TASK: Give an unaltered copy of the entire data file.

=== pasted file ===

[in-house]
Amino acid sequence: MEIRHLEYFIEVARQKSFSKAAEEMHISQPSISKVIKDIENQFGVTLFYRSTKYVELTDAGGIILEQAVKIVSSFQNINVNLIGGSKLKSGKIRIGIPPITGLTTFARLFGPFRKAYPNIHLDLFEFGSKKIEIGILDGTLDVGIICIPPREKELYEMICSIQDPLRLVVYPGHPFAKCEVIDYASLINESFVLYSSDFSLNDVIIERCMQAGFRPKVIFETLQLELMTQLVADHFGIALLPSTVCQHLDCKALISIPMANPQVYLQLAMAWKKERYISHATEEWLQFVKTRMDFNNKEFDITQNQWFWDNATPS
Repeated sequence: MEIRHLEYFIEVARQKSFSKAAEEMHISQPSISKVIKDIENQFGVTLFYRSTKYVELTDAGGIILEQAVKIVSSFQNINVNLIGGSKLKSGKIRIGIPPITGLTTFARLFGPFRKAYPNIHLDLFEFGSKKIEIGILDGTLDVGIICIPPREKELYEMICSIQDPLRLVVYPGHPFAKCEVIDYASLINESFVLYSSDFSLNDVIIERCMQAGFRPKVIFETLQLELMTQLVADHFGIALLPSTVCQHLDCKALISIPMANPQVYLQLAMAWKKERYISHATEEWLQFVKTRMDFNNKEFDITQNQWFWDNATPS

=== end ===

[in-house]
Amino acid sequence: MEIRHLEYFIEVARQKSFSKAAEEMHISQPSISKVIKDIENQFGVTLFYRSTKYVELTDAGGIILEQAVKIVSSFQNINVNLIGGSKLKSGKIRIGIPPITGLTTFARLFGPFRKAYPNIHLDLFEFGSKKIEIGILDGTLDVGIICIPPREKELYEMICSIQDPLRLVVYPGHPFAKCEVIDYASLINESFVLYSSDFSLNDVIIERCMQAGFRPKVIFETLQLELMTQLVADHFGIALLPSTVCQHLDCKALISIPMANPQVYLQLAMAWKKERYISHATEEWLQFVKTRMDFNNKEFDITQNQWFWDNATPS
Repeated sequence: MEIRHLEYFIEVARQKSFSKAAEEMHISQPSISKVIKDIENQFGVTLFYRSTKYVELTDAGGIILEQAVKIVSSFQNINVNLIGGSKLKSGKIRIGIPPITGLTTFARLFGPFRKAYPNIHLDLFEFGSKKIEIGILDGTLDVGIICIPPREKELYEMICSIQDPLRLVVYPGHPFAKCEVIDYASLINESFVLYSSDFSLNDVIIERCMQAGFRPKVIFETLQLELMTQLVADHFGIALLPSTVCQHLDCKALISIPMANPQVYLQLAMAWKKERYISHATEEWLQFVKTRMDFNNKEFDITQNQWFWDNATPS